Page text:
Drawing in the National Museum of Arte Antiga

Last month we had the last sessions of the Drawing the Human Figure course with our students, and we decided to leave the classroom and do a full weekend with them sketching from the works in the museum of Arte Antiga here in Lisbon, that harbours a large collection of paintings and sculpture from the gothic to baroque era.

Drawing in the museum is a challenge that we are very mindful of. Our main aim for the weekend was of course to further enhance the student´s skills in regards to observation and drawing techniques. But we wanted them to make drawings that were sensitive to each works unique expression, and not merely making a flat, photo-like copy of the painting surface.  Another aim for us was that they’d look at diverse ways that the human figure had been represented at different times, and to convey the differences in feeling, expression and atmosphere in, lets say, a medieval pieta and a baroque portrait of a layman.

We used a technique called Visible Thinking that was perfect for our context. We did them with the group before each drawing session. Using the clever questions of the techniques, the students were invited to look and look again, to connect observations, listen to each other, and discover more and more possible ways to understand, receive and acknowledge the art work in front of them. They would go from being quite analytical, to also using their senses, feelings and insights. Then, beside our technical instructions about shading and markmaking with the pencil, their task was to keep this content in mind, to keep a connection to the reflection they had just done, and draw the artwork with the aim of not just copying it, but to show what they were thinking and feeling about it.

The results throughout the weekend were just astounding. We know, and we do our best to teach from this knowing, that one’s state of mind, the quality of one’s attention, one’s interest and empathy for what one is drawing, highly influences and changes the technical skill in each moment. A bored student will make a flat drawing. An inhibited and self-critical student will often make a stiff and hardly visible drawing. But in the next moment, that same student will draw like a master, if the right connection is made. And in the drawing sessions we did on these two days, all of our students made huge technical leaps. They started integrating their sense of light and shade, the use of line and mark, with a very mature and refined rendering of the human figure, as seen in the great art they were observing.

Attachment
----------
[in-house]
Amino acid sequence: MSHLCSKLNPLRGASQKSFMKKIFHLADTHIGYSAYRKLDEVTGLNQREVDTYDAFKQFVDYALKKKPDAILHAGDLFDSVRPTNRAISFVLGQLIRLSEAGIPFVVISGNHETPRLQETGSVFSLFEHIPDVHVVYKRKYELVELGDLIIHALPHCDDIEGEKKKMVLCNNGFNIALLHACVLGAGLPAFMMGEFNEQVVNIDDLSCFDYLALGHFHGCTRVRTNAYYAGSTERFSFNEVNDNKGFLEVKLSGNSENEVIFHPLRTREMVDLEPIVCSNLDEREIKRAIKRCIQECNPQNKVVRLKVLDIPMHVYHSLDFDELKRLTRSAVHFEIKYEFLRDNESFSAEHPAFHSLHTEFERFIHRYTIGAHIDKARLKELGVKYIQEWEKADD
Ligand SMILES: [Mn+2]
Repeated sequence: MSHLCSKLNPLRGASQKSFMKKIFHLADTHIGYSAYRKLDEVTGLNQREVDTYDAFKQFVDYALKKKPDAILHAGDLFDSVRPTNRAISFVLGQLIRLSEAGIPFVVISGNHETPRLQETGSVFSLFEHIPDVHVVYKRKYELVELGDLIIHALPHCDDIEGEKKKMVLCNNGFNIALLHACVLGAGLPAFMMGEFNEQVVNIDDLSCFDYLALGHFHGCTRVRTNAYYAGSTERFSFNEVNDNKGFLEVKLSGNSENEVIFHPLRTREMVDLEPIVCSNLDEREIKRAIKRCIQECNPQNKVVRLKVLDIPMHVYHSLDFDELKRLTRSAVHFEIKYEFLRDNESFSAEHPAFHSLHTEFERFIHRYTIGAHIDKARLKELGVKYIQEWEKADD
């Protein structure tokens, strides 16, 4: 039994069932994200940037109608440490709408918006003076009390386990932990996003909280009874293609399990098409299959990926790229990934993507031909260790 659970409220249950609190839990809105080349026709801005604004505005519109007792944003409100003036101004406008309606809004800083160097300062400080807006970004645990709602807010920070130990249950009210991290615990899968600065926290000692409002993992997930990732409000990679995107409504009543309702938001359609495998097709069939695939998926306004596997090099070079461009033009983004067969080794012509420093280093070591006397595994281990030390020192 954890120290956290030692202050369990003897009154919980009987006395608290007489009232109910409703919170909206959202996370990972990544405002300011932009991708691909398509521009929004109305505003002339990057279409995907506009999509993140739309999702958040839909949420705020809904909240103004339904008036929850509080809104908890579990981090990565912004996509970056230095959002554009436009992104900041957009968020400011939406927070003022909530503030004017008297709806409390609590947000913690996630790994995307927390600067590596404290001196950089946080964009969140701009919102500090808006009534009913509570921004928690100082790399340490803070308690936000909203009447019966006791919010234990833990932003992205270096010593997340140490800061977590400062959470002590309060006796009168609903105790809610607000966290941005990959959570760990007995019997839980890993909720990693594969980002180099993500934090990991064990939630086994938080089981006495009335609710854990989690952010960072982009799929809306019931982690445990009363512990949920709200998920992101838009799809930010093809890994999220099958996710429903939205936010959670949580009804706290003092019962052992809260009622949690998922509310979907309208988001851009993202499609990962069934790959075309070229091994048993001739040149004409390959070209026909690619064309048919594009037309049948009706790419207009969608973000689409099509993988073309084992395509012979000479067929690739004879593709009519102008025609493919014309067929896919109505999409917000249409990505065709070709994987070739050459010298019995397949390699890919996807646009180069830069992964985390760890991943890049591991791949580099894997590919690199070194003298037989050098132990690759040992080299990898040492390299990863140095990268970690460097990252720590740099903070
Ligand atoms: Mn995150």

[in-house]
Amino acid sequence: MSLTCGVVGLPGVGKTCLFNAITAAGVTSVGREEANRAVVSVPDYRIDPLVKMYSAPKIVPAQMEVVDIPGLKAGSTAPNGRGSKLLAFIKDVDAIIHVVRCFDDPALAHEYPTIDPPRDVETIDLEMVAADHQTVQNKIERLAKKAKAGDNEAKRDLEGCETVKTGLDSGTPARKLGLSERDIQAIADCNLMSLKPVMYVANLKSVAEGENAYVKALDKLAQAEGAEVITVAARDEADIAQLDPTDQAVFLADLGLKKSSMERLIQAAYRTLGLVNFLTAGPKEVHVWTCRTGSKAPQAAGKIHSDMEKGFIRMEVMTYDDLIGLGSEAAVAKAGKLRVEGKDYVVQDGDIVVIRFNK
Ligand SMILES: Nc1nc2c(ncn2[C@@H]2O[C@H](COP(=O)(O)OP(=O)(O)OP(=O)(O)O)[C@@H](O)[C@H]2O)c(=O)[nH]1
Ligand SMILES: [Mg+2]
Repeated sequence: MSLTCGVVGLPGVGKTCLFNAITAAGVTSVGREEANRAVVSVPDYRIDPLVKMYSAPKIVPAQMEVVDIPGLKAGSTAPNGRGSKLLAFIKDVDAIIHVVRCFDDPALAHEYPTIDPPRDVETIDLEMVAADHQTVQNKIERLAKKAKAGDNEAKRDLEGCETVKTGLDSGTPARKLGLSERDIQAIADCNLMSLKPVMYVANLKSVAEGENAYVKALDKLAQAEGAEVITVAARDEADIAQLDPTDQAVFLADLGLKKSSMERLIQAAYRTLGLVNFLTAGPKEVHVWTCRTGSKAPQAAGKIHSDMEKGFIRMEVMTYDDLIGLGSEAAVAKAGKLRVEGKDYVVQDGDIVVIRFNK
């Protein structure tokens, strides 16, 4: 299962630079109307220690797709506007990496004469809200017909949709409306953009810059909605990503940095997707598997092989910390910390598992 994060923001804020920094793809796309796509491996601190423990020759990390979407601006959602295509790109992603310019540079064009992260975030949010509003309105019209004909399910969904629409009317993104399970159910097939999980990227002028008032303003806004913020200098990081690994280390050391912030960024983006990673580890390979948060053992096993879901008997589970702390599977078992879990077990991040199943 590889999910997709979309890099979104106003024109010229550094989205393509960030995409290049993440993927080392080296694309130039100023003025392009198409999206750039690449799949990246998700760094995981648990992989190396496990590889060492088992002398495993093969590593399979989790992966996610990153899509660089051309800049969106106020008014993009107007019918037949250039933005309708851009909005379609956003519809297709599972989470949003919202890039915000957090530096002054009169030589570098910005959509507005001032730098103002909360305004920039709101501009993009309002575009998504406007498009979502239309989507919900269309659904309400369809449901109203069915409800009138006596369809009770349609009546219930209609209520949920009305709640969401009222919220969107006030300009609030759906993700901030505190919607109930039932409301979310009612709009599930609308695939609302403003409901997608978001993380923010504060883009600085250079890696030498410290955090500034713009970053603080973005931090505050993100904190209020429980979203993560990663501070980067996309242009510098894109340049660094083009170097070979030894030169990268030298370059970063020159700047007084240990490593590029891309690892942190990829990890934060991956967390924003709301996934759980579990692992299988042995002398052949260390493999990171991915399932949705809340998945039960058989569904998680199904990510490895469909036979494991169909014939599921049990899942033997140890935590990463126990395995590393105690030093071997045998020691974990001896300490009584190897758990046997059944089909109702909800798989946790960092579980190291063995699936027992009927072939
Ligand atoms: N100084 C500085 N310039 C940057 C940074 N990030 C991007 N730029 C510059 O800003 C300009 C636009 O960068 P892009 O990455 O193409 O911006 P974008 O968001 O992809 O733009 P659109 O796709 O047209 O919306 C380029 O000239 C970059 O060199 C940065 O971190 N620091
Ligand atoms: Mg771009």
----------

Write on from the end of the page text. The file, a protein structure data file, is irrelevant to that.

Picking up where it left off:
Some comments from the students themselves about the weekend:

“I learned to see and feel the artwork. It became easier to convey what I felt in the drawing because I was looking with the eyes of the soul. I think it took me closer to the author.”
“I stopped being a mere spectator, and made an effort to penetrate the mind of the artist, trying to see the work from the inside outwards, identifying the artists state of mind and intentions. I think this made me draw the characters and their surroundings with more vivacity. ”
“There is always a stage of starting a drawing before things come together, and you are not sure if it is going to look alright or not. And you need to have some faith. Keeping a contact with the content felt like an anchor, something that guided me as I was drawing.”

The students stepped in to the attitude and intention of artists, connecting with other artists, through time and space. They forgot about being “good students”, their judgements dropped away, and they allowed themselves to receive and express the content they were connecting with.